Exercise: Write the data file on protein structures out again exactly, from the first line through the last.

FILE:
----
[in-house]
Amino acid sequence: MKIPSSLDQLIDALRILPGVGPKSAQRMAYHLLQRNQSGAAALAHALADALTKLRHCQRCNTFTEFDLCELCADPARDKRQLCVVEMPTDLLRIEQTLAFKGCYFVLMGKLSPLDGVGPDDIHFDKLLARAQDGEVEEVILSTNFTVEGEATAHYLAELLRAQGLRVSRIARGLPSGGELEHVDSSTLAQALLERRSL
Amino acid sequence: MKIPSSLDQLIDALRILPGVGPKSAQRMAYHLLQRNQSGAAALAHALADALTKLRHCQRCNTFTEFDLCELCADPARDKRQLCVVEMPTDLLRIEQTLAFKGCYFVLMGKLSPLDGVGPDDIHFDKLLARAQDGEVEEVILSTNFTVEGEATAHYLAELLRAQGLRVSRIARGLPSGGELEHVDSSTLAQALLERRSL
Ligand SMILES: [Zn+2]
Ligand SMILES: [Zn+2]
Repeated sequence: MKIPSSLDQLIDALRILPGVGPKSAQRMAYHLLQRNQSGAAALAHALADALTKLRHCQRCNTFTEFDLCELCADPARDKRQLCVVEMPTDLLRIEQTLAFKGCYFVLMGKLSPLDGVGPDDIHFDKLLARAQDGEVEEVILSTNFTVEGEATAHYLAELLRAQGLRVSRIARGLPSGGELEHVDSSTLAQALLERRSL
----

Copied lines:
[in-house]
Amino acid sequence: MKIPSSLDQLIDALRILPGVGPKSAQRMAYHLLQRNQSGAAALAHALADALTKLRHCQRCNTFTEFDLCELCADPARDKRQLCVVEMPTDLLRIEQTLAFKGCYFVLMGKLSPLDGVGPDDIHFDKLLARAQDGEVEEVILSTNFTVEGEATAHYLAELLRAQGLRVSRIARGLPSGGELEHVDSSTLAQALLERRSL
Amino acid sequence: MKIPSSLDQLIDALRILPGVGPKSAQRMAYHLLQRNQSGAAALAHALADALTKLRHCQRCNTFTEFDLCELCADPARDKRQLCVVEMPTDLLRIEQTLAFKGCYFVLMGKLSPLDGVGPDDIHFDKLLARAQDGEVEEVILSTNFTVEGEATAHYLAELLRAQGLRVSRIARGLPSGGELEHVDSSTLAQALLERRSL
Ligand SMILES: [Zn+2]
Ligand SMILES: [Zn+2]
Repeated sequence: MKIPSSLDQLIDALRILPGVGPKSAQRMAYHLLQRNQSGAAALAHALADALTKLRHCQRCNTFTEFDLCELCADPARDKRQLCVVEMPTDLLRIEQTLAFKGCYFVLMGKLSPLDGVGPDDIHFDKLLARAQDGEVEEVILSTNFTVEGEATAHYLAELLRAQGLRVSRIARGLPSGGELEHVDSSTLAQALLERRSL